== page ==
The Constitution and the Bill of Rights may not have included a specific right to vote; however, over the subsequent two centuries, the voting power of the People steadily increased and the United States republic gradually become more democratic.

Expanding the Suffrage. Initially, all states required voters to own property; however, Vermont began to allow all men to vote, and for a time, Tennessee provided universal male voting, including free blacks. Only New Jersey allowed the possibility of female suffrage; however, it was later revoked. Pennsylvania, New Hampshire, Delaware, Georgia, and North Carolina soon expanded the franchise to all taxpayers, but in 1800, the New Hampshire and Massachusetts legislatures suspended elections and directly appointed their presidential electors.

With westward expansion, voting was extended to include non-property owners. By the presidential election in 1828, there were 24 states, and they had all adopted free white male suffrage. The new Democratic Party represented the farmers and artisans against the business and financial interests. The Democratic candidate, Andrew Jackson—who believed even the poorest white male should be allowed to vote—ran against President John Quincy Adams. Three times as many white men voted in the election as did four years earlier, and most voted for Jackson.

Following the Civil War—and to ensure the vote of freedmen in the South for the Republican Party—the Fifteenth Amendment was enacted. It held that: "The right of citizens of the United States to vote shall not be denied or abridged by the United States or by any State on account of race, color, or previous condition of servitude." The corresponding Fourteenth Amendment imposed penalties on states whenever "the right to vote at any election" was "denied to any of the male inhabitants of such State. . . ."

The new constitutional guarantees of a freedman’s right to vote, did not, however, improve the fundamental voting rights of all citizens. The states may not have been allowed to overtly discriminate on the basis of race; however, they could impose other restrictions on voting—which had the same effect. Democrats quickly regained political dominance in the southern states and passed "Jim Crow" laws effectively depriving African Americans of their right to vote or to hold office. These laws included discriminatory literacy tests, the imposition of poll taxes, and a "whites only" primary system.

Constitutional amendments calling for the popular election of U.S. senators were introduced, but it was not until 1913 when the Seventeenth Amendment allowed most men, and a few women, to directly vote for their senators. Commencing in 1848, women activists began to agitate for their right to vote. Following the Civil War and ratification of the Fourteenth and Fifteenth Amendments, women were able to point to the failure of the Constitution to protect the voting rights of half of the people in the United States.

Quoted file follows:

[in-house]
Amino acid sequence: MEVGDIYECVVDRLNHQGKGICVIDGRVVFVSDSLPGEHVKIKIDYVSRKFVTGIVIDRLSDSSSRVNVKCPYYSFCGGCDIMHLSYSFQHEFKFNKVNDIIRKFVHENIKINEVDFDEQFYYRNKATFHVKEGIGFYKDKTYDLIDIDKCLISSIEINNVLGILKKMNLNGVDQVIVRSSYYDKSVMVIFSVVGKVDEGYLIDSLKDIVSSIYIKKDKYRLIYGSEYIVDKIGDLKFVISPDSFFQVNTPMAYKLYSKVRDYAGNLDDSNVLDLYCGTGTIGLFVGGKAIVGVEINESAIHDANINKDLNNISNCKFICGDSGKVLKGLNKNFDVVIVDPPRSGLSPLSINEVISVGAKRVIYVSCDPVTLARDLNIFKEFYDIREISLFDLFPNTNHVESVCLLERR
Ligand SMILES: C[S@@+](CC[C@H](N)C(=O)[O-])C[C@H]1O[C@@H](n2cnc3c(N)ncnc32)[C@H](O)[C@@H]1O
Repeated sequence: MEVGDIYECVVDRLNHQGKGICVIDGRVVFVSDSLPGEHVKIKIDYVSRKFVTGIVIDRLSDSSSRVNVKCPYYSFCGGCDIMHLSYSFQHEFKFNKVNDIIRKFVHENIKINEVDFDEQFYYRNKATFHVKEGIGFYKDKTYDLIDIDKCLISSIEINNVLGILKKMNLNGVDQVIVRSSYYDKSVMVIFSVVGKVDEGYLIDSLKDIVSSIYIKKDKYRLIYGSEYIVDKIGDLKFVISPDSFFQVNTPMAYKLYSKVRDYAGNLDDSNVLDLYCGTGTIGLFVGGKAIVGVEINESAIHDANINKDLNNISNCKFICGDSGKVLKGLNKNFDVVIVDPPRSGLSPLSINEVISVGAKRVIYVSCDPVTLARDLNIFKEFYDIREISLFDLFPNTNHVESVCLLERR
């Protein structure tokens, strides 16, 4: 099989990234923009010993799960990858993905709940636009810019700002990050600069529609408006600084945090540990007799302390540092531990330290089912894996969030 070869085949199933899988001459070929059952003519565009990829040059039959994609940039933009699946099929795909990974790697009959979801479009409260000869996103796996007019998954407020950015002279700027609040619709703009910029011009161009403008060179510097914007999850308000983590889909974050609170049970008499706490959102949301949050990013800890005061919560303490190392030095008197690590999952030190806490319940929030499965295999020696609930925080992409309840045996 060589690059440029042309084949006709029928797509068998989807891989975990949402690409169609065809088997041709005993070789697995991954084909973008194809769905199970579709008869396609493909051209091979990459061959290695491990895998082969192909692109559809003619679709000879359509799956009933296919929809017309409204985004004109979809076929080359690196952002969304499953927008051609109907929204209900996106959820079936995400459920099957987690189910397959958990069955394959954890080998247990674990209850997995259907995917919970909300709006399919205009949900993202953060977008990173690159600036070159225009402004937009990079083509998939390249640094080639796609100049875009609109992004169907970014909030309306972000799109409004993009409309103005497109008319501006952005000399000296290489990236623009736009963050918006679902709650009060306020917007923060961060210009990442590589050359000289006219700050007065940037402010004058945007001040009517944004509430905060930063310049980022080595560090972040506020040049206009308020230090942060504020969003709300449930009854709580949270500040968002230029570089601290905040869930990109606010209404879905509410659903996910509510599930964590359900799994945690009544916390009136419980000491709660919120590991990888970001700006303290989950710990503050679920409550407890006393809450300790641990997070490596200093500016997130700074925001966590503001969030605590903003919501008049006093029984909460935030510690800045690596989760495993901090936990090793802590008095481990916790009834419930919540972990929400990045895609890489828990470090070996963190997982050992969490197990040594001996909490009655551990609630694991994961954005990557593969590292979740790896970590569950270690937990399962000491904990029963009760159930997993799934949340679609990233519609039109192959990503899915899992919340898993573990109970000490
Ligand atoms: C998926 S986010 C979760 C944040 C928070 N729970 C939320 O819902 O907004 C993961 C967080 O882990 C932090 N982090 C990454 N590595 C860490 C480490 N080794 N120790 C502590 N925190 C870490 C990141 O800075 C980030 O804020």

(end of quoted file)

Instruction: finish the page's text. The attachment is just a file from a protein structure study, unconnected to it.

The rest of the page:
Women’s suffrage was first introduced in 1878, but the Nineteenth Amendment was not ratified until 1919. Profound in its simplicity, it says: "The right of citizens of the United States to vote shall not be denied or abridged by the United States or by any State on account of sex." The Amendment implies that "citizens" have the right to vote. In reality, it only provided women the same voting rights as men, which continued to be denied or abridged by the states.

Beginning around the turn of the century, the states began to legislate in favor of replacing political party caucuses with the popular nomination of candidates in primary elections. By the first world war, the majority of states had direct primaries, and most included all state offices on the primary ballots. More and more states began to include the nomination of congressional representatives, senators, and presidential candidates in primary elections.

With the Twenty-fourth Amendment in 1964, which eliminated poll taxes, and the Twenty-sixth in 1971, which extended the right to vote to citizens over the age of 18, the Constitution took its present form in regards to voting. Its interpretation by the Supreme Court, however, regarding the acts of Congress and state legislatures in voting matters, continues to both define and restrict the right to vote.

Right or Privilege. One would think that in a democratic republic, the right to vote is elemental—paramount—beyond question. It should be; however, the reality is that because voting in the United States is left up to the states, it is more of a privilege than a right. The difference lies in the ease by which voting can be restricted. Absent an explicit constitutional right, the vote can be giveth or taketh away by state legislatures, Congress, and the state and federal courts.

The Voting Rights Act of 1965 empowered the federal government to enforce voting rights in all of the states, but particularly in the South—which had experienced a century of racial and social disenfranchisement. In those states with the most overt racial discrimination, the Act required the preapproval of any legislative changes that affected voting. The effect was immediate: African Americans, Asian Americans, and Hispanics, in ever growing numbers, were allowed to register to vote, to participate in elections, and to be elected to public office.